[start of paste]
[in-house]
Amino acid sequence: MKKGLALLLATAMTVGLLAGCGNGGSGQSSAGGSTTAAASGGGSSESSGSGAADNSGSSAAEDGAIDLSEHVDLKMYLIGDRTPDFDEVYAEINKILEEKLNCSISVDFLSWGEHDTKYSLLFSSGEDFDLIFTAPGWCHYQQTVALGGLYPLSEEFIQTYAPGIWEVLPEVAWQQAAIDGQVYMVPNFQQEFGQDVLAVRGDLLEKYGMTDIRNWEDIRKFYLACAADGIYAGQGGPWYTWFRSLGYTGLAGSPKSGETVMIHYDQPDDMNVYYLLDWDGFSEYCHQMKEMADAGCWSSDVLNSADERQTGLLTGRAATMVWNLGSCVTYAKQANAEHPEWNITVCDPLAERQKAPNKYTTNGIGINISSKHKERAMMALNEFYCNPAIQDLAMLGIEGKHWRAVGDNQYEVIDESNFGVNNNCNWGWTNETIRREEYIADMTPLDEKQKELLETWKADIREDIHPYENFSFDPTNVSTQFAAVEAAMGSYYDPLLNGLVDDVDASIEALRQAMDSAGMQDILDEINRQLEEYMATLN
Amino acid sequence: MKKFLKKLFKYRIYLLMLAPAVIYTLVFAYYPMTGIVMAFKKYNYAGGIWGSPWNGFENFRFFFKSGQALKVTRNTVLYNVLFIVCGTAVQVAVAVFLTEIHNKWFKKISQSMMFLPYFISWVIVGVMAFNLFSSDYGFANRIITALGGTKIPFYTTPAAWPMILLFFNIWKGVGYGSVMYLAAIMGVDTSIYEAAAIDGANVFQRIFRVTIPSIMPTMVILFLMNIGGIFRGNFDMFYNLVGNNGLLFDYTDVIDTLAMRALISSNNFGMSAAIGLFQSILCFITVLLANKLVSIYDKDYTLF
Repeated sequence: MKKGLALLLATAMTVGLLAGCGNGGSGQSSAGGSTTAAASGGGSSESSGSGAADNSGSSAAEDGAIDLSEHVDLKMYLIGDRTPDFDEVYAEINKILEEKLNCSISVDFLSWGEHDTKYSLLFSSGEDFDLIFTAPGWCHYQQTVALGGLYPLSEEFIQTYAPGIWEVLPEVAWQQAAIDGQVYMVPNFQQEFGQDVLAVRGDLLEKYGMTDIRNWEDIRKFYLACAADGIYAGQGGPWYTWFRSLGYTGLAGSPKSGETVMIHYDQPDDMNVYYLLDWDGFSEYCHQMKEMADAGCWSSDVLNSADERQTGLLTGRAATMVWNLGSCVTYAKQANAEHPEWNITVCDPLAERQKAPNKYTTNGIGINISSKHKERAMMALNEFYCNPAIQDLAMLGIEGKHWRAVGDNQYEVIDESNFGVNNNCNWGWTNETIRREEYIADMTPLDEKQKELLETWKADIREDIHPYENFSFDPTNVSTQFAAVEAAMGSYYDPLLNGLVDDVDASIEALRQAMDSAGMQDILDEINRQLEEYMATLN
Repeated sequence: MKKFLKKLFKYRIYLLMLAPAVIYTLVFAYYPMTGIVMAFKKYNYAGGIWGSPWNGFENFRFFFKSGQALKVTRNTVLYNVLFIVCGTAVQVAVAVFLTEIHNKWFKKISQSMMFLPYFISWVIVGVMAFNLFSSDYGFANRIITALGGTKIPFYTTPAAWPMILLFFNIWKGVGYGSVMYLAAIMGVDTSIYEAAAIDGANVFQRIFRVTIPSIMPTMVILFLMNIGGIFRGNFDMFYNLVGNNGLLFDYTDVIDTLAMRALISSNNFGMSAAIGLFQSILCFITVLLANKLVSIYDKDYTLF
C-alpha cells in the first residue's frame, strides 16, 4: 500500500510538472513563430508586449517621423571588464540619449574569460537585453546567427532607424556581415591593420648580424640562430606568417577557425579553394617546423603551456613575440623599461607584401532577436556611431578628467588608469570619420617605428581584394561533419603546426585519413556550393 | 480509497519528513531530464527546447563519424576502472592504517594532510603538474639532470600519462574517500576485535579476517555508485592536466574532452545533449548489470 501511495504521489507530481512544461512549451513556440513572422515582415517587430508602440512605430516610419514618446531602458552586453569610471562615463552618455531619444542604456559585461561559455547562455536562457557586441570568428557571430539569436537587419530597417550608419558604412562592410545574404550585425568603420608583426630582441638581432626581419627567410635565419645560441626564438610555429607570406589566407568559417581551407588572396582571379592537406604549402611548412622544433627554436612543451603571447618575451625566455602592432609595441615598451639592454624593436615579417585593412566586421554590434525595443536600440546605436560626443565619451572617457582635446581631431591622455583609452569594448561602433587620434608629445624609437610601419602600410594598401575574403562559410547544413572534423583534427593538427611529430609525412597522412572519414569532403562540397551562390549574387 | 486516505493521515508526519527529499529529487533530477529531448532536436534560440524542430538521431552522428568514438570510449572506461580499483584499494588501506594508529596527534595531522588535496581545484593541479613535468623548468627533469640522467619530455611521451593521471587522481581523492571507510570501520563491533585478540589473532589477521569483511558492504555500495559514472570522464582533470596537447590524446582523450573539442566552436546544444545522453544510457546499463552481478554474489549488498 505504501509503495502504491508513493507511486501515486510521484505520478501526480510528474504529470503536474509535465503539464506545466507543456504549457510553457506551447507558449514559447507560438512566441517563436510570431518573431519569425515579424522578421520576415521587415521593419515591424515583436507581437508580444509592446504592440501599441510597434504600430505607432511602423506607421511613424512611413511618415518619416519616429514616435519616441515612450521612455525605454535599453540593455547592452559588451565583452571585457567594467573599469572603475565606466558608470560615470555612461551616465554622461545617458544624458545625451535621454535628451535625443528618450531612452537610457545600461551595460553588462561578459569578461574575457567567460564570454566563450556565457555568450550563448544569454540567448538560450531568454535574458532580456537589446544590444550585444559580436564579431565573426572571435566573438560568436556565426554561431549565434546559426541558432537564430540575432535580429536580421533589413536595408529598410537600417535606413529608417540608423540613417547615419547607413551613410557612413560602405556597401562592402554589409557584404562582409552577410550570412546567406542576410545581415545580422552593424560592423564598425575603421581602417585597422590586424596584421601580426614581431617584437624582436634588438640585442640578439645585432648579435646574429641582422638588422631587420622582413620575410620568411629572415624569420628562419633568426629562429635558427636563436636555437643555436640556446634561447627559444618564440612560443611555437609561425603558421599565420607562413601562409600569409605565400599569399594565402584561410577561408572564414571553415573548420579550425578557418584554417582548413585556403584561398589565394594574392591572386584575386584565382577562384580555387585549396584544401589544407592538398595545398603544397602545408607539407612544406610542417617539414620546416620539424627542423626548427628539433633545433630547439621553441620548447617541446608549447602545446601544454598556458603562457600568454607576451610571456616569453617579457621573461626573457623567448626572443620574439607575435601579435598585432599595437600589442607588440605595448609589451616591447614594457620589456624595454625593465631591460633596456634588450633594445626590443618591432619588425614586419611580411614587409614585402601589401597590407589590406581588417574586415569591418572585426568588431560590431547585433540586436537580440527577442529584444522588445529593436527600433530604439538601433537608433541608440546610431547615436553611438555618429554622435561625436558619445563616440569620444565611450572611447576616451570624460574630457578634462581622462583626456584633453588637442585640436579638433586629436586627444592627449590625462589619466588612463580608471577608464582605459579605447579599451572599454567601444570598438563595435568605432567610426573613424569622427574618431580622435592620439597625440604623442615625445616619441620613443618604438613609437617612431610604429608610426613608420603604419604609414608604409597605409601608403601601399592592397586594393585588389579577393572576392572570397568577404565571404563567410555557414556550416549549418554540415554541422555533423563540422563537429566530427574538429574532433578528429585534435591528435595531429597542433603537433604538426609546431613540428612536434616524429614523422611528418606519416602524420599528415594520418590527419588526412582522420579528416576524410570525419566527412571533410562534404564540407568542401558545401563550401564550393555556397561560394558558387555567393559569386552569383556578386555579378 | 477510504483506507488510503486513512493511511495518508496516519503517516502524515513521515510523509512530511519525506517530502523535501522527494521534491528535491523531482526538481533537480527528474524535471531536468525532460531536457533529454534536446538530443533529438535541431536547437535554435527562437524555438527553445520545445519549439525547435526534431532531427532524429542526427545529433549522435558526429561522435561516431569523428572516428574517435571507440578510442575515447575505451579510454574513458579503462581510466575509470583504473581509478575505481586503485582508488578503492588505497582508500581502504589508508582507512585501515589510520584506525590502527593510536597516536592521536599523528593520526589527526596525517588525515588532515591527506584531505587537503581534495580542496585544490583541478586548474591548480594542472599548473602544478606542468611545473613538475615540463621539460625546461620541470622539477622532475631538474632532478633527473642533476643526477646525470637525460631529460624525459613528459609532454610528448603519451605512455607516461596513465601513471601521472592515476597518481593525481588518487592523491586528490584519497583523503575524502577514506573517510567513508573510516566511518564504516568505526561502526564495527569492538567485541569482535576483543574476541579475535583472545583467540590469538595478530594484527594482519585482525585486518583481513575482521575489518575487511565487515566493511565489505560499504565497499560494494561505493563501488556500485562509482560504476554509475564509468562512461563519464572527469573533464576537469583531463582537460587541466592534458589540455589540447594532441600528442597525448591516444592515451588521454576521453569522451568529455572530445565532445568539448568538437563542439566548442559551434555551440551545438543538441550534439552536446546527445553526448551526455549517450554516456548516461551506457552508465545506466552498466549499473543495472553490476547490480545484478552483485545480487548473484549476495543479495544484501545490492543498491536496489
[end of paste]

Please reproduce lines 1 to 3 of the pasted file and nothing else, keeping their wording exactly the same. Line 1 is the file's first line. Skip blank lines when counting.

[in-house]
Amino acid sequence: MKKGLALLLATAMTVGLLAGCGNGGSGQSSAGGSTTAAASGGGSSESSGSGAADNSGSSAAEDGAIDLSEHVDLKMYLIGDRTPDFDEVYAEINKILEEKLNCSISVDFLSWGEHDTKYSLLFSSGEDFDLIFTAPGWCHYQQTVALGGLYPLSEEFIQTYAPGIWEVLPEVAWQQAAIDGQVYMVPNFQQEFGQDVLAVRGDLLEKYGMTDIRNWEDIRKFYLACAADGIYAGQGGPWYTWFRSLGYTGLAGSPKSGETVMIHYDQPDDMNVYYLLDWDGFSEYCHQMKEMADAGCWSSDVLNSADERQTGLLTGRAATMVWNLGSCVTYAKQANAEHPEWNITVCDPLAERQKAPNKYTTNGIGINISSKHKERAMMALNEFYCNPAIQDLAMLGIEGKHWRAVGDNQYEVIDESNFGVNNNCNWGWTNETIRREEYIADMTPLDEKQKELLETWKADIREDIHPYENFSFDPTNVSTQFAAVEAAMGSYYDPLLNGLVDDVDASIEALRQAMDSAGMQDILDEINRQLEEYMATLN
Amino acid sequence: MKKFLKKLFKYRIYLLMLAPAVIYTLVFAYYPMTGIVMAFKKYNYAGGIWGSPWNGFENFRFFFKSGQALKVTRNTVLYNVLFIVCGTAVQVAVAVFLTEIHNKWFKKISQSMMFLPYFISWVIVGVMAFNLFSSDYGFANRIITALGGTKIPFYTTPAAWPMILLFFNIWKGVGYGSVMYLAAIMGVDTSIYEAAAIDGANVFQRIFRVTIPSIMPTMVILFLMNIGGIFRGNFDMFYNLVGNNGLLFDYTDVIDTLAMRALISSNNFGMSAAIGLFQSILCFITVLLANKLVSIYDKDYTLF